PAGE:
Surgery Gives Retiree His Life Back
After Iranian doctors told Valiollah Eslami Amirabadi that he’d have to live with intense back pain, he felt hopeless. But during a visit with his daughter and her family in Solano County, the 71-year-old retired construction worker was inspired to meet with neurosurgeon Jeffrey Dembner, M.D., and his life changed.
“My father was hoping Dr. Dembner would give him physical therapy or exercises to make him feel better, because of what he had been told,” explained Sedigheh Ghods. “But Dr. Dembner gave him a very thorough exam and said ‘I can fix this.’ My father was so excited he couldn’t believe it.”
Before the surgery, he was almost immobile. “It was getting worse,” she recalled. “He couldn’t walk or do the things he wanted to do. He even had pain in his sleep.”
Dr. Dembner strives to offer patients the most conservative, minimally invasive procedure possible.
Sedigheh’s husband, Ehsan Ghods, D.O., primary care physician at NorthBay Healthcare’s Center for Primary Care in Green Valley, had been referring patients to Dr. Dembner and was getting great feedback from them, she notes.
Dr. Dembner, the medical director for NorthBay’s Center for Neuroscience, typically strives to offer patients the most conservative, minimally invasive procedure.
“Valiollah was quite debilitated and had a combination of issues,” he recalls, “including widespread spinal degeneration and a fracture. I knew that it was essential to identify the source of his pain in order to offer him the most conservative treatment option. We focused our approach on the degeneration as the fracture was not quite as serious. We saved him any need for screws, rods or other such hardware.”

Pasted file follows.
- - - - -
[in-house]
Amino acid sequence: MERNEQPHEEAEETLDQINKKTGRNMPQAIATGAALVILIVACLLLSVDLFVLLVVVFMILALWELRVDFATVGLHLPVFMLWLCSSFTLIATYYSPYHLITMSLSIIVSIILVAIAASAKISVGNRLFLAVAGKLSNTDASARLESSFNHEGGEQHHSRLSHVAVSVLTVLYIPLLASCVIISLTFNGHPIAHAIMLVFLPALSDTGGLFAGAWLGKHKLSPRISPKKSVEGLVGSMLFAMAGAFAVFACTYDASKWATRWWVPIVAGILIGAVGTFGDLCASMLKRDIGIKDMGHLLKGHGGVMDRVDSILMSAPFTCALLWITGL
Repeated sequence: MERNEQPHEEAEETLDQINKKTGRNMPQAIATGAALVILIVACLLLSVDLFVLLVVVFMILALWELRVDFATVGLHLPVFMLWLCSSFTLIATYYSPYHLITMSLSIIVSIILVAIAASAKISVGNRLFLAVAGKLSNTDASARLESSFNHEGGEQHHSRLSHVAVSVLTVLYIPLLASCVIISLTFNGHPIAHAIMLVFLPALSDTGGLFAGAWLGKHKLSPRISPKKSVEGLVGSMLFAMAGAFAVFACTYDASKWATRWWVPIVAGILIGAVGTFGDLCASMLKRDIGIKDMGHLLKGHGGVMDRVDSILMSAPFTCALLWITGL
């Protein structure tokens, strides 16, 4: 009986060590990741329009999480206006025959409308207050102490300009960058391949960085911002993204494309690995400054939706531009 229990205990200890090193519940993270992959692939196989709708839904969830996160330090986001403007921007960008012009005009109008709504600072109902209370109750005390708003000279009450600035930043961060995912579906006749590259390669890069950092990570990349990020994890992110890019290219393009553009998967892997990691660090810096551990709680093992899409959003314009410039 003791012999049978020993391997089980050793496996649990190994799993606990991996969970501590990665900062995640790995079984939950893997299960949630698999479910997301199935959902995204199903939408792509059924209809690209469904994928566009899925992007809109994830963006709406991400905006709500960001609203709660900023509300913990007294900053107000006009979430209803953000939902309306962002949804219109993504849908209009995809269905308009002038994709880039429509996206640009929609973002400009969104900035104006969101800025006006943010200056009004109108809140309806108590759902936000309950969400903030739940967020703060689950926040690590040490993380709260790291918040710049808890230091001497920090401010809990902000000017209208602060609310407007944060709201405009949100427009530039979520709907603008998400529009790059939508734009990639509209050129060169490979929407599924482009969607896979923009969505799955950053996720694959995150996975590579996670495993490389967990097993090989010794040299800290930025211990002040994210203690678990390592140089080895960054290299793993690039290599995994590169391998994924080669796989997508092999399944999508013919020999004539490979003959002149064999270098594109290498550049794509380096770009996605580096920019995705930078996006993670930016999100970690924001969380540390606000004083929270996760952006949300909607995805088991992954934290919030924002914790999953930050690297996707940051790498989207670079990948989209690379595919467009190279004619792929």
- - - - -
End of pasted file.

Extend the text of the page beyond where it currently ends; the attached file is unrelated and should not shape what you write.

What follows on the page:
And so Dr. Dembner did fix Valiollah’s back. Immediately following the surgery, “he said it was like night and day,” Sedigheh reports.
“Except for the incision, my father was pain-free right after the surgery. Compared to what he had been feeling, that was like nothing,” she says, “He was so grateful he kissed the doctor’s hands. Now he can do the things he wants to do. He can walk, play with my children, and work in the garden.
“My father says he wishes he could speak the language so he could tell Dr. Dembner his appreciation. He tells me to tell him, ‘I owe you my life.’ He gave him hope for a better life for the rest of his life. Even though there is the language barrier, my father still feels as if Dr. Dembner treats him like one of his own family. We are blessed to have him in our community.”